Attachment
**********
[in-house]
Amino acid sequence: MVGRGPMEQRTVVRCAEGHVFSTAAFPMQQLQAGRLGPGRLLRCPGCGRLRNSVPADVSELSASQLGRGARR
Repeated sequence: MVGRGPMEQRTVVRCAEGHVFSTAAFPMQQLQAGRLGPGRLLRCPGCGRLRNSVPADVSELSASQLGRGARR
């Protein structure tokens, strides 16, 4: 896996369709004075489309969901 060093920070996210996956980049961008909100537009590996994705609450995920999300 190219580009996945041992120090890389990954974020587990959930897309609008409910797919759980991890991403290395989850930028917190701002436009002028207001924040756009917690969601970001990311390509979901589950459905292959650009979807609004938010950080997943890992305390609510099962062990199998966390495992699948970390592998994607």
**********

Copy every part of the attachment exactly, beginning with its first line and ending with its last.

[in-house]
Amino acid sequence: MVGRGPMEQRTVVRCAEGHVFSTAAFPMQQLQAGRLGPGRLLRCPGCGRLRNSVPADVSELSASQLGRGARR
Repeated sequence: MVGRGPMEQRTVVRCAEGHVFSTAAFPMQQLQAGRLGPGRLLRCPGCGRLRNSVPADVSELSASQLGRGARR
């Protein structure tokens, strides 16, 4: 896996369709004075489309969901 060093920070996210996956980049961008909100537009590996994705609450995920999300 190219580009996945041992120090890389990954974020587990959930897309609008409910797919759980991890991403290395989850930028917190701002436009002028207001924040756009917690969601970001990311390509979901589950459905292959650009979807609004938010950080997943890992305390609510099962062990199998966390495992699948970390592998994607």